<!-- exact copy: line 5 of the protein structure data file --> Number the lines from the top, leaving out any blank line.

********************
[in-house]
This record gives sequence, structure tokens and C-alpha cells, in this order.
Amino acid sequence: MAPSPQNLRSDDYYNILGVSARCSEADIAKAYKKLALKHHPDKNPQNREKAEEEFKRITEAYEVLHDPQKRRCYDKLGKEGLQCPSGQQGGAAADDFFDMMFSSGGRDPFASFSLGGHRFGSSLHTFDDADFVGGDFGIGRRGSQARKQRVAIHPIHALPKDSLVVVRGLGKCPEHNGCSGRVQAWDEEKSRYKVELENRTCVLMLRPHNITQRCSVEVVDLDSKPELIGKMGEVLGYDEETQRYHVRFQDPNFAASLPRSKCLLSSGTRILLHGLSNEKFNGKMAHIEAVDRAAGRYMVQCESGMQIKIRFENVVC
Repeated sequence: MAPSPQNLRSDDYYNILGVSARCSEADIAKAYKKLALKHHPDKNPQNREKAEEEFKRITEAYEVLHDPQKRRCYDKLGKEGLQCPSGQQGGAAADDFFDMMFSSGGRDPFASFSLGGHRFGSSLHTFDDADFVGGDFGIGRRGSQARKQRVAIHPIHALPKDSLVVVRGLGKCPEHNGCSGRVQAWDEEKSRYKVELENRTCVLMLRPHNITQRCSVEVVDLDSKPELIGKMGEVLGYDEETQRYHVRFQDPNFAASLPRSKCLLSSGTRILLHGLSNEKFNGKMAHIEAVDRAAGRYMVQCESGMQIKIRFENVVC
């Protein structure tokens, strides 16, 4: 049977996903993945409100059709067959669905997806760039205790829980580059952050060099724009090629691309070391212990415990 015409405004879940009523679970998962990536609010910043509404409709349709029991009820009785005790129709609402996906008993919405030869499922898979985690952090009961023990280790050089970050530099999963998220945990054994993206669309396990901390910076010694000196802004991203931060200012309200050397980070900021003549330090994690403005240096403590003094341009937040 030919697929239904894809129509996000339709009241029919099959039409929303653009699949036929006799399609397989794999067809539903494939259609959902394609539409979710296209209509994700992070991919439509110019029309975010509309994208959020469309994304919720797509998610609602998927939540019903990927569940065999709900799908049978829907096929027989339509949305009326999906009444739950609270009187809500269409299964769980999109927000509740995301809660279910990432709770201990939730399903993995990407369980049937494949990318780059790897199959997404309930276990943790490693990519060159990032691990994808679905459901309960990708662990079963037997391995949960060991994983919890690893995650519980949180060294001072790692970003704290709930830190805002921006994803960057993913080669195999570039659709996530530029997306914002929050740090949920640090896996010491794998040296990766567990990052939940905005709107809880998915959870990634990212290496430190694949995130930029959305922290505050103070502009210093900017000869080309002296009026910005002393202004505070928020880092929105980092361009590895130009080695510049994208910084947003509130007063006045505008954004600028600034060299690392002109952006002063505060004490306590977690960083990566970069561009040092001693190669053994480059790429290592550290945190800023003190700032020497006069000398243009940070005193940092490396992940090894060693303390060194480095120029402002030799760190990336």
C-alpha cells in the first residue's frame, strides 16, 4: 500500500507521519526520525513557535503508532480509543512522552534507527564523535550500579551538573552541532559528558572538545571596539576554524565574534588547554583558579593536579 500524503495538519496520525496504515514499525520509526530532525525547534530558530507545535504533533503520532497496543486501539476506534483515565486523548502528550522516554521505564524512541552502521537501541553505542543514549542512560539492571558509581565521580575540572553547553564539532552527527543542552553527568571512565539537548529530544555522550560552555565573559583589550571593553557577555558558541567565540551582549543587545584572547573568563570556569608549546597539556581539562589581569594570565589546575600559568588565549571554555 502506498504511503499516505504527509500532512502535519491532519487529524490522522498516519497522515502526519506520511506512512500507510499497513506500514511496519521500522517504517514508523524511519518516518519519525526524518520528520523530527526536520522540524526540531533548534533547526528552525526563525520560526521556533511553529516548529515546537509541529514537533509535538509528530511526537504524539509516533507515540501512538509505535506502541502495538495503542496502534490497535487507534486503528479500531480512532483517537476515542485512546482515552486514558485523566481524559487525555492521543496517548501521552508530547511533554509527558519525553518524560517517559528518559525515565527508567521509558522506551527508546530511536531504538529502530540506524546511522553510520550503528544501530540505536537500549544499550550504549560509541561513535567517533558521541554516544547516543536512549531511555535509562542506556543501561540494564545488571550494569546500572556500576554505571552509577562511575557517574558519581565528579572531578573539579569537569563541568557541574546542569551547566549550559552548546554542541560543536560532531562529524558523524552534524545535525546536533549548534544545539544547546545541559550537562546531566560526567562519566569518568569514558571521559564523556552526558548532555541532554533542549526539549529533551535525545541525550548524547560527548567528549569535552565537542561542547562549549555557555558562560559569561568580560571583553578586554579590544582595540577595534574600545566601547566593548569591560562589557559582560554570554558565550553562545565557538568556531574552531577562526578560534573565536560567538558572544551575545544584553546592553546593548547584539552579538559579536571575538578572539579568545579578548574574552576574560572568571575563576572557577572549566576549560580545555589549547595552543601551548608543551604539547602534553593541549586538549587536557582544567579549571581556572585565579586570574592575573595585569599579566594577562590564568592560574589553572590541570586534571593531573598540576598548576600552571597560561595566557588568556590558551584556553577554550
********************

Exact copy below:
């Protein structure tokens, strides 16, 4: 049977996903993945409100059709067959669905997806760039205790829980580059952050060099724009090629691309070391212990415990 015409405004879940009523679970998962990536609010910043509404409709349709029991009820009785005790129709609402996906008993919405030869499922898979985690952090009961023990280790050089970050530099999963998220945990054994993206669309396990901390910076010694000196802004991203931060200012309200050397980070900021003549330090994690403005240096403590003094341009937040 030919697929239904894809129509996000339709009241029919099959039409929303653009699949036929006799399609397989794999067809539903494939259609959902394609539409979710296209209509994700992070991919439509110019029309975010509309994208959020469309994304919720797509998610609602998927939540019903990927569940065999709900799908049978829907096929027989339509949305009326999906009444739950609270009187809500269409299964769980999109927000509740995301809660279910990432709770201990939730399903993995990407369980049937494949990318780059790897199959997404309930276990943790490693990519060159990032691990994808679905459901309960990708662990079963037997391995949960060991994983919890690893995650519980949180060294001072790692970003704290709930830190805002921006994803960057993913080669195999570039659709996530530029997306914002929050740090949920640090896996010491794998040296990766567990990052939940905005709107809880998915959870990634990212290496430190694949995130930029959305922290505050103070502009210093900017000869080309002296009026910005002393202004505070928020880092929105980092361009590895130009080695510049994208910084947003509130007063006045505008954004600028600034060299690392002109952006002063505060004490306590977690960083990566970069561009040092001693190669053994480059790429290592550290945190800023003190700032020497006069000398243009940070005193940092490396992940090894060693303390060194480095120029402002030799760190990336």